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HBIO2 > Classification
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Classification

  • Nomenclature: naming of organisms
  • Binomial: biological name of an organism → Genus species (eg Homo sapiens)
  • Taxon: set of organisms within a category / taxonomy / study of biological classification
  • Different levels of taxons: species, genus, family, order, class, phylum, kingdom
    • Right side of spectrum → highest number of species
    • Left side of spectrum → most similar organisms
  • Five Kingdoms:
    • Prokaryotae
    • Protoctista
    • Fungi
    • Plantae
    • Animalia
  • Background Knowledge
    • There is a new three-domain system:
      • Domain Eukarya - contains the four kingdoms
        • Animalia
        • Pkantae
        • Fungi
        • Protista
      • Domain Archaea
      • Domain Bacteria
  • Unicellular: Single cell; Colonial: Groups of cells; Multicellular: Many cells
  • Autotrophs produce energy from inorganic sources
    • Phototrophs from photosynthesis/sunlight
    • Chemotrophs from simple inorganic (oxidative) processes
  • Heterotrophs digest and absorb organic molecules
  • Human classification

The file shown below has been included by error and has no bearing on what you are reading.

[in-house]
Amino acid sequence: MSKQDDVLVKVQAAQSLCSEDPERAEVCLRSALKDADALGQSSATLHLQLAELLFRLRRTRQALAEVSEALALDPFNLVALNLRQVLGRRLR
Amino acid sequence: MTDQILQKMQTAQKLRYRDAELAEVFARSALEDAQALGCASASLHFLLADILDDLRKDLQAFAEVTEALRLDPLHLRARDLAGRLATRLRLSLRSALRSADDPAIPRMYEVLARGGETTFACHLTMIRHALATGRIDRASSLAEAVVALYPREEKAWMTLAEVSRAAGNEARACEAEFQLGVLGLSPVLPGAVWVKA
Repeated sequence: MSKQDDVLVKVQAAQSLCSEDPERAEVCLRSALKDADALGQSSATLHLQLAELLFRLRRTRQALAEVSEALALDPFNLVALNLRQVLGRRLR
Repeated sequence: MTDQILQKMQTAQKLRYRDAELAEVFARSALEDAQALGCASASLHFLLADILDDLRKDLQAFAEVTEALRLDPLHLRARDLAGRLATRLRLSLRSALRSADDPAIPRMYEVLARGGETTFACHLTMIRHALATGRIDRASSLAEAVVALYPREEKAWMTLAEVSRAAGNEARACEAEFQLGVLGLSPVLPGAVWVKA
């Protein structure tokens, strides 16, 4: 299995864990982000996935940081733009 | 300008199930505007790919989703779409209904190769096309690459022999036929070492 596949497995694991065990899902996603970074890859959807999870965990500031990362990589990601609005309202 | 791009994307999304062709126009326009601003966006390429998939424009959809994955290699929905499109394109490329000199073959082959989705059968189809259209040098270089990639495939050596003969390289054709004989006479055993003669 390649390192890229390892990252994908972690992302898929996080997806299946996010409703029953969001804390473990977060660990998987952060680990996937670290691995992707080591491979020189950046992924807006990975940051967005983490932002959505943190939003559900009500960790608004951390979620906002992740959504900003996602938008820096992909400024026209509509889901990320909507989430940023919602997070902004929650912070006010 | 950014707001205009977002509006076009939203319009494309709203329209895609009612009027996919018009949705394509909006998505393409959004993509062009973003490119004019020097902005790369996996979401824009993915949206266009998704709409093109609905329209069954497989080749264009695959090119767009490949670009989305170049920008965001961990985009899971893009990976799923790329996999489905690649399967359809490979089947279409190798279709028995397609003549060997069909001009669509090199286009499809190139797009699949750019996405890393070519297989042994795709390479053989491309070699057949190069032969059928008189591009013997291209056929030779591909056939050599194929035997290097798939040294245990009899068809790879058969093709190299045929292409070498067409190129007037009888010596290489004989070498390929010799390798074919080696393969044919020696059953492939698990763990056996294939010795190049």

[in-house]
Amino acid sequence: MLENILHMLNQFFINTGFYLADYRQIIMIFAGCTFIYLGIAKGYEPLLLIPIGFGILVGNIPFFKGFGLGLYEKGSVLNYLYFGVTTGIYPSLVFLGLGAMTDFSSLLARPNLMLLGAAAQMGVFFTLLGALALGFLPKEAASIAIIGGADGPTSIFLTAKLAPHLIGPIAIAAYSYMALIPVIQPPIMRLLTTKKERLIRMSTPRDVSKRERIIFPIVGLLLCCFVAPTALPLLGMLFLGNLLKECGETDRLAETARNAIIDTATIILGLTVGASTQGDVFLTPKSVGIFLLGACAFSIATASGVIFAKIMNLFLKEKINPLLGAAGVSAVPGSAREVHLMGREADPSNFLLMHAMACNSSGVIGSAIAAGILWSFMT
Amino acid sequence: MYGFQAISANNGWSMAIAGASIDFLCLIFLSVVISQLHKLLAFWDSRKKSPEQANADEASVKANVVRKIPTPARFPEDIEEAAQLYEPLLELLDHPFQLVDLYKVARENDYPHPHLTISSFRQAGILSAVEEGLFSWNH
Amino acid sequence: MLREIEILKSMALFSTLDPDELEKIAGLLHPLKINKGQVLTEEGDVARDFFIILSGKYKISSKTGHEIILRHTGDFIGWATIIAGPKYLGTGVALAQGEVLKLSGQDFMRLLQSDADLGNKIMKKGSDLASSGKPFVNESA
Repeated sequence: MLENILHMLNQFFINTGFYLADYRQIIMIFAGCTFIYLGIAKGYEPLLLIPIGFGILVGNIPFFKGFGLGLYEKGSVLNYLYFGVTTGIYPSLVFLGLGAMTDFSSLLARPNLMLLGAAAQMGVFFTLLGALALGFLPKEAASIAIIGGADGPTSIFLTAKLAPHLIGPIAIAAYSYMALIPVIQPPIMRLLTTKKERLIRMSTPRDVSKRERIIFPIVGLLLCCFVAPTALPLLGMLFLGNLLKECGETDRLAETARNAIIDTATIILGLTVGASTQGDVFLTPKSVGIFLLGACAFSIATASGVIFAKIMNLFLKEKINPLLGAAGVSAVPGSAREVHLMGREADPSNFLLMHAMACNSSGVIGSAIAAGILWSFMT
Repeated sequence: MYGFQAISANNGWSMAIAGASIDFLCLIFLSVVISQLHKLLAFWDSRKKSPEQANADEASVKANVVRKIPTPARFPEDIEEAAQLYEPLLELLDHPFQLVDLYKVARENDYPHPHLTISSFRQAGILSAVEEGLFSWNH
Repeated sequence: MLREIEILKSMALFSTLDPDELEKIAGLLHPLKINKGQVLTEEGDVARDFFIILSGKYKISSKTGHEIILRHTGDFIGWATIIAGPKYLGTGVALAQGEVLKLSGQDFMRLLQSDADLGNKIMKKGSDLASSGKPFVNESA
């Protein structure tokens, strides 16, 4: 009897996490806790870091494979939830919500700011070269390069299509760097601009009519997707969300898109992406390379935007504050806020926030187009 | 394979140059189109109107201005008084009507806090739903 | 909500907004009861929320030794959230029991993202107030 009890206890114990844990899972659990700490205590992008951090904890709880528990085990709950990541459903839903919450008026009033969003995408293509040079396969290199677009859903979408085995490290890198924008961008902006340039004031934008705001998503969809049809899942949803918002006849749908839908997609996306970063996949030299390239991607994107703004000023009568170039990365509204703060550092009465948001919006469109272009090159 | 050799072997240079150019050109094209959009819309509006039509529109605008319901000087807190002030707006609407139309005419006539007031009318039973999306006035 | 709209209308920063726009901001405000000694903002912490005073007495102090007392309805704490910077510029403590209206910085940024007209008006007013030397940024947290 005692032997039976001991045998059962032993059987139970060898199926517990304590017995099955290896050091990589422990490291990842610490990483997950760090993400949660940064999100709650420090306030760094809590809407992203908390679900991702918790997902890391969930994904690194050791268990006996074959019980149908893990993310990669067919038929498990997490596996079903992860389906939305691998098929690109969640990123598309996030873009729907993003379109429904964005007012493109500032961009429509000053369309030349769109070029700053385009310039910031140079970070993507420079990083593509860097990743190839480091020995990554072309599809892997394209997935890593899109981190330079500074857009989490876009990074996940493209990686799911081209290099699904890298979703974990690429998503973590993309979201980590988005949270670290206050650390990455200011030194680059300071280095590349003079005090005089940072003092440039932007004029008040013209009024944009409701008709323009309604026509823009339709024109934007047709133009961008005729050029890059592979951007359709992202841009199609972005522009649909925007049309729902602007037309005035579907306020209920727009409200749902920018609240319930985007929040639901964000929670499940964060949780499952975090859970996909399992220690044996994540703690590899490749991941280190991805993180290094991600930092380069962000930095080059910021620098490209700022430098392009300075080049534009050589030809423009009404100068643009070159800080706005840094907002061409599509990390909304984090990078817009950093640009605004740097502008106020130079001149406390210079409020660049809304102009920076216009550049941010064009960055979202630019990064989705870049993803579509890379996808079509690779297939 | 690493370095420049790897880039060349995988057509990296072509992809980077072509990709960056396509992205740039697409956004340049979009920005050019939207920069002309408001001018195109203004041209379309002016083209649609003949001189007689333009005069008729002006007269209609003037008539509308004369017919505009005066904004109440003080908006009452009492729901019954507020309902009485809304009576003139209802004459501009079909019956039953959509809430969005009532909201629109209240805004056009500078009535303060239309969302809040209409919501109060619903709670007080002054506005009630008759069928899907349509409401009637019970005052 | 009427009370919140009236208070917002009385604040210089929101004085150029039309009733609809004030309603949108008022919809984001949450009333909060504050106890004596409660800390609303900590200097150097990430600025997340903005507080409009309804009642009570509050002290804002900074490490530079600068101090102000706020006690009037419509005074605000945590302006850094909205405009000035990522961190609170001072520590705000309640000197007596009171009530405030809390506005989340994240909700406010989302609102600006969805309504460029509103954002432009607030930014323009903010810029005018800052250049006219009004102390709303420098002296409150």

• Kingdom: Animalia (no cell wall, eat other organisms)
    • Phylum: Chordata
    • Class: Mammalia (produce milk from mammary glands)
    • Order: Primates
    • Family: Hominidae
    • Genus: Homo
    • Species: sapiens

Species

  • Most basic unit of biological classification
  • Members of a species are similar (phenotype) to each other but different from other species
    • Similarity can be
      • physical (branching pattern of trees)
      • biochemical (haemoglobin structure)
      • immunological (antibody against an antigen equally effective)
      • development (similar growth of embryos)
      • ecological (occupy identical ecological niche)
  • Members of a species are able to reproduce giving fertile offspring
    • Each species is reproductively isolated from every other species
      • Prevents exchange of genes
      • Species keep special characteristics that distinguishes them

Evidence of classification

  • Biochemical
    • Cytochrome c
      • Protein used in cellular respiration and found in mitochondria
      • Count number of amino acids that organisms differ by
      • Higher number, more distant ancestor
    • DNA hybridisation
      • Unzip DNA from 2 different species
      • Mix them to allow complementary base pairing
      • Higher similarity, more base pairing, more energy required to separate hybrid DNA strands
  • Anatomical
    • Similar anatomical structure, more closely related
  • Embryological
    • Similar stages of development due to common ancestor
  • Immunological
    • Human blood serum is injected into a test animal
    • Test animal recognizes foreign proteins (antigens) and produces antibodies
    • Serum blood of immunized test animal is added to all test tubes
    • Add human serum to one test tube (control)
    • Add serum of other organisms to other test tubes (compare with control)
    • Antigen-antibody complexes form and precipitate from solution
    • Higher amount of precipitation, closer related to humans
  • Behavioural
    • Similar behaviour due to common ancestor
    • Primates live in social groups, communicate by facial expression, long parental care